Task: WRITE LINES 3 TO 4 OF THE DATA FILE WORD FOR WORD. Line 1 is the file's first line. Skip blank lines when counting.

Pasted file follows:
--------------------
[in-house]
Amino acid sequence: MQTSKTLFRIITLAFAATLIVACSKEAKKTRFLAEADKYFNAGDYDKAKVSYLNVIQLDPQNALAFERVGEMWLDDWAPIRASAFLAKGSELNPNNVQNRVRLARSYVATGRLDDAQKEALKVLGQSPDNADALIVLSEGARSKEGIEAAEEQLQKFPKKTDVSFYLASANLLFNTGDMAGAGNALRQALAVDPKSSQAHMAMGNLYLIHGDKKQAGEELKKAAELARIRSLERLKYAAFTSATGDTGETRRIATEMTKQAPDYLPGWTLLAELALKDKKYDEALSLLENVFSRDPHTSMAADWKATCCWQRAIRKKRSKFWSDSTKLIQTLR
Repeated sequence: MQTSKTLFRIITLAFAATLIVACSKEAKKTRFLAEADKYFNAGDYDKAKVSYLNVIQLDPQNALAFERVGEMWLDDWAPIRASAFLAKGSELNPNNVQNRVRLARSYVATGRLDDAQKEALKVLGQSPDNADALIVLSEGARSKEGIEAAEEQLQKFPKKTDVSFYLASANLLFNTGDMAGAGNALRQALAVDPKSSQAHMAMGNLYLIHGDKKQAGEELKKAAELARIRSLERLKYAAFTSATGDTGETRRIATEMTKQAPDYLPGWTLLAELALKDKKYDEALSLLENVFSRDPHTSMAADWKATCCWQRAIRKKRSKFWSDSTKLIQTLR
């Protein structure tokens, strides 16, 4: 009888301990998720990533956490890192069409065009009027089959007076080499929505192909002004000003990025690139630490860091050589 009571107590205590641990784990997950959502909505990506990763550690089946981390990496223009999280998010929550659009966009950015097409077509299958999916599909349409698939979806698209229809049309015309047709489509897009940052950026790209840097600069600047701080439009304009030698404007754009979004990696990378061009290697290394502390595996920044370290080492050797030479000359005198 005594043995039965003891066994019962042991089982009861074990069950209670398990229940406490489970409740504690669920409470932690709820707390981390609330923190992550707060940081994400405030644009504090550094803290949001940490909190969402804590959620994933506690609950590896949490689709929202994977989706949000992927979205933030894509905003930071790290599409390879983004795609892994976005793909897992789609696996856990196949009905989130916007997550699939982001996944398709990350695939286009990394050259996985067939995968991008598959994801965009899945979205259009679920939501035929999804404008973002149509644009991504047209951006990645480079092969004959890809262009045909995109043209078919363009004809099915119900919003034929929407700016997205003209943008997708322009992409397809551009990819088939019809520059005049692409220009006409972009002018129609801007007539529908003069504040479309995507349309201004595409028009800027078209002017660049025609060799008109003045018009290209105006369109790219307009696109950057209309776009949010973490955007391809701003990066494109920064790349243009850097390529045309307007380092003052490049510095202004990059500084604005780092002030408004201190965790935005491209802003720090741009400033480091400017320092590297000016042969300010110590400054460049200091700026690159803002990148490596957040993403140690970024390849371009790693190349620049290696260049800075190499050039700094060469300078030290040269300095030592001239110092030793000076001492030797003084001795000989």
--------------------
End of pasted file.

Repeated sequence: MQTSKTLFRIITLAFAATLIVACSKEAKKTRFLAEADKYFNAGDYDKAKVSYLNVIQLDPQNALAFERVGEMWLDDWAPIRASAFLAKGSELNPNNVQNRVRLARSYVATGRLDDAQKEALKVLGQSPDNADALIVLSEGARSKEGIEAAEEQLQKFPKKTDVSFYLASANLLFNTGDMAGAGNALRQALAVDPKSSQAHMAMGNLYLIHGDKKQAGEELKKAAELARIRSLERLKYAAFTSATGDTGETRRIATEMTKQAPDYLPGWTLLAELALKDKKYDEALSLLENVFSRDPHTSMAADWKATCCWQRAIRKKRSKFWSDSTKLIQTLR
């Protein structure tokens, strides 16, 4: 009888301990998720990533956490890192069409065009009027089959007076080499929505192909002004000003990025690139630490860091050589 009571107590205590641990784990997950959502909505990506990763550690089946981390990496223009999280998010929550659009966009950015097409077509299958999916599909349409698939979806698209229809049309015309047709489509897009940052950026790209840097600069600047701080439009304009030698404007754009979004990696990378061009290697290394502390595996920044370290080492050797030479000359005198 005594043995039965003891066994019962042991089982009861074990069950209670398990229940406490489970409740504690669920409470932690709820707390981390609330923190992550707060940081994400405030644009504090550094803290949001940490909190969402804590959620994933506690609950590896949490689709929202994977989706949000992927979205933030894509905003930071790290599409390879983004795609892994976005793909897992789609696996856990196949009905989130916007997550699939982001996944398709990350695939286009990394050259996985067939995968991008598959994801965009899945979205259009679920939501035929999804404008973002149509644009991504047209951006990645480079092969004959890809262009045909995109043209078919363009004809099915119900919003034929929407700016997205003209943008997708322009992409397809551009990819088939019809520059005049692409220009006409972009002018129609801007007539529908003069504040479309995507349309201004595409028009800027078209002017660049025609060799008109003045018009290209105006369109790219307009696109950057209309776009949010973490955007391809701003990066494109920064790349243009850097390529045309307007380092003052490049510095202004990059500084604005780092002030408004201190965790935005491209802003720090741009400033480091400017320092590297000016042969300010110590400054460049200091700026690159803002990148490596957040993403140690970024390849371009790693190349620049290696260049800075190499050039700094060469300078030290040269300095030592001239110092030793000076001492030797003084001795000989």